Life & Culture

Review: Remote Sympathy

Anne Garvey admires a fictional but authentic account of life in Buchenwald


E1CWAK Roll call at Buchenwald concentration camp, ca. 1938-1941. Two prisoners in the foreground are supporting a comrade, as

Remote Sympathy
By Catherine Chidgey
Europa Editions, £16.99
Reviewed by Anne Garvey

Sympathy? That’s a few hundred years out of date, at least,’’ laughs Doctor Schiedlausky, Camp Medical Director, when he encounters the “Sympathetic Vitaliser”, a machine designed to cure cancer. The irony of Catherine Chidgey’s acutely authentic novel’s title infuses the text. No place on earth could have less sympathy than the infamous Buchenwald concentration camp. Incongruously built in idyllic, woody mountains around Weimar, historic home of Goethe and Schiller, its ravaged prisoners and their minders live out a perilous existence under its brutal regime. It is a mixed camp, with many political prisoners. And early on in the book, five Austrian Catholic priests are crucified in the “punishment bunker”.

Greta Hahn’s husband Dietrich has become Buchenwald’s Chief Administrator and they move to a spacious house nearby. Greta trips through her days in her sunny new home surrounded by friendly neighbours, attended by Josef, a willing young servant recruited from the camp.

It is 1942, yet Greta has no suspicions. Occasionally, an agonised shriek startles her but is easily attributed to unseen peacocks in the distance (the camp implausibly has a zoo). Even when she finds out her nervous servant is a Jehovah’s Witness denied his freedom because he refused to abandon his beliefs, she dismisses his murmur about torture.

Sometimes, according to Dietrich Hahn, prisoners are released — “it’s good for morale.” Everything is riddled with lies. Camp wives other than Greta, it is said, live in bizarre luxury – one bathes in Madeira wine and plays with a solid gold chess set. Greta’s new friend Emmi tells her it’s an “Aladdin’s Cave — anything you want, you can have, made by the finest craftsmen.”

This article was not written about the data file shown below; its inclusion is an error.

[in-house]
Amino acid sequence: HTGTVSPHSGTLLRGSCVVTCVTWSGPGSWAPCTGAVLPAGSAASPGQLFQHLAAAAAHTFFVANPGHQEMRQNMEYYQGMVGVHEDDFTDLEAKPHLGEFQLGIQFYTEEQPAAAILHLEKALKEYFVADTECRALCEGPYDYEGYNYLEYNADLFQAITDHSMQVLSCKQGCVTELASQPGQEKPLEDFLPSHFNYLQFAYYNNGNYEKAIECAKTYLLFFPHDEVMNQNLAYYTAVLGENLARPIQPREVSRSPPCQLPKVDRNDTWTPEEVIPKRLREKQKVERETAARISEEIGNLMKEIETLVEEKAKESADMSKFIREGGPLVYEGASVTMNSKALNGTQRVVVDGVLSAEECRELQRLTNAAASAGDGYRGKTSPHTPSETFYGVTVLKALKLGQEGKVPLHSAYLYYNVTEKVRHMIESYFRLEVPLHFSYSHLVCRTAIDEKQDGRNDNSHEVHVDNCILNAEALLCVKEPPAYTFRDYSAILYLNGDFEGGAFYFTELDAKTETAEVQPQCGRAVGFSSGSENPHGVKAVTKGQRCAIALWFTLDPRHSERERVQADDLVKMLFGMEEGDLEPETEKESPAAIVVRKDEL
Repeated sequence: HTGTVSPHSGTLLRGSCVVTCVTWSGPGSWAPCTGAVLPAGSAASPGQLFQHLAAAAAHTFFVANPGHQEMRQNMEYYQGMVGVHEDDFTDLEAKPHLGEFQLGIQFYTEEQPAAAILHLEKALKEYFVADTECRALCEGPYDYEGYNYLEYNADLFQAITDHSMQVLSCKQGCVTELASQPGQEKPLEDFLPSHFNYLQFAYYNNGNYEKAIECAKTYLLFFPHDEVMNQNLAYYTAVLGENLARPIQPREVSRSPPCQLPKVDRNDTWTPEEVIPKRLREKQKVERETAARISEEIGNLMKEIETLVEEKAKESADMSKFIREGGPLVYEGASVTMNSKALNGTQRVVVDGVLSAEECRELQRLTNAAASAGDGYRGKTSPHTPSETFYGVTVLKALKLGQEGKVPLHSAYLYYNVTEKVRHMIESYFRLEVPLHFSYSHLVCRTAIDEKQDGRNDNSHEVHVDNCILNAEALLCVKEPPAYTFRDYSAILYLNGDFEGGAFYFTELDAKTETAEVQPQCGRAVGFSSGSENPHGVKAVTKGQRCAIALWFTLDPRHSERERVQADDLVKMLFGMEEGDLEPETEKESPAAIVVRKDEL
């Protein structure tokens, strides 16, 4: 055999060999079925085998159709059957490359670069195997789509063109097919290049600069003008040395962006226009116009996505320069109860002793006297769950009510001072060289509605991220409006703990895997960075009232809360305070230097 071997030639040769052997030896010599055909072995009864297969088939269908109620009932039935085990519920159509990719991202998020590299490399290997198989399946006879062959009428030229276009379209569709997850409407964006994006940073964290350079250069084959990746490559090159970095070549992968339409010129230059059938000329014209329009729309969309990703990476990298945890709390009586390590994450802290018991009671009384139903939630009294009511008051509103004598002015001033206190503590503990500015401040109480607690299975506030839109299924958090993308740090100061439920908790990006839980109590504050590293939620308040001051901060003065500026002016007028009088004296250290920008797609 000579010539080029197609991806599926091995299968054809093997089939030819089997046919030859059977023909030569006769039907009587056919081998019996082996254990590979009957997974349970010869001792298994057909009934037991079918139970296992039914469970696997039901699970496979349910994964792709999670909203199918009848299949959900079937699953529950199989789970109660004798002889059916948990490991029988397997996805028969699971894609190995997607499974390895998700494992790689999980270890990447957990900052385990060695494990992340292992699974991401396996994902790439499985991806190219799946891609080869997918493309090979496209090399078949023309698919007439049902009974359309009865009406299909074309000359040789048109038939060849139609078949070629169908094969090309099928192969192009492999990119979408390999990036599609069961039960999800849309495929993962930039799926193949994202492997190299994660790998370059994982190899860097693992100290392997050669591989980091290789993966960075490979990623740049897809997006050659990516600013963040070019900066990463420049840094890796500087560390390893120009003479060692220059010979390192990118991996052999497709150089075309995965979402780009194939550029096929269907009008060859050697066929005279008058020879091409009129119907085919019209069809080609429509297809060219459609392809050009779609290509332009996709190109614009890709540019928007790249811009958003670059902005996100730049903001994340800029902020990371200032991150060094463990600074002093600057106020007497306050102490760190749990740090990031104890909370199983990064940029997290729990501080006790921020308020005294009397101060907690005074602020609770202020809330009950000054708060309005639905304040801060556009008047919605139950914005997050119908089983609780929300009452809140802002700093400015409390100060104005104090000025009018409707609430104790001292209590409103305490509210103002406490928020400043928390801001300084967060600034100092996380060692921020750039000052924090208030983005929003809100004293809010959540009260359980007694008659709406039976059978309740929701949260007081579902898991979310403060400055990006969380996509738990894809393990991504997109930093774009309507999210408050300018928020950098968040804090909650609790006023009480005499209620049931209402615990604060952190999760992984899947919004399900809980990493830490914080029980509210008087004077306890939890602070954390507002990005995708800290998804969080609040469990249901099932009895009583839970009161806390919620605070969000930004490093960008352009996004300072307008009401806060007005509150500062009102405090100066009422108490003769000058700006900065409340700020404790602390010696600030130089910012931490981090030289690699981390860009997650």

Out on a walk, Greta and her five-year-old son see a man shot and roughly removed on a stretcher. A guard blithely explains that the victim had stolen a carrot. But any reaction by Greta to the reality is obscured by her increasing pain from a worsening illness.

Dr Lenard Weber, inventor of the “Sympathetic Vitaliser”, is the most reliable among Chidgey’s grouping of different narrators. He is violently arrested one afternoon; Dietrich Hahn wants him to treat his wife, whose illness appears terminal. Weber reconstructs the machine and, under the watchful eye of her husband, begins to treat Greta, all the time knowing the machine is probably a failure.

A contrasting voice is that of Hahn himself in his horrific, self-justifying testimony to American interrogators in 1954.

Another narrative strand is provided by Greta’s imaginary diary and, finally, by the intermittent accounts of Weimar citizens.

This is a long, complex book. The writing is beautifully wrought and the research a result of years of study. The true sympathetic vitaliser here is the novelist. She illustrates the senseless cruelty of the regime and portrays its characters convincingly, not as monsters but deluded, indulged and frightened victims of their own stupidity.

Chidgey’s insight into German culture helps amplify the terror that holds ordinary people in a web of grotesque lies, while many of its victims maintain their essential humanity to the end — and more: Weber and other prisoners take and hide incriminating photographs. “One day,” one says, “these will be their undoing.”

And indeed, Doctor Weber survives; Commandant Hahn hangs.

Anne Garvey is a co-editor of Cambridge Critique

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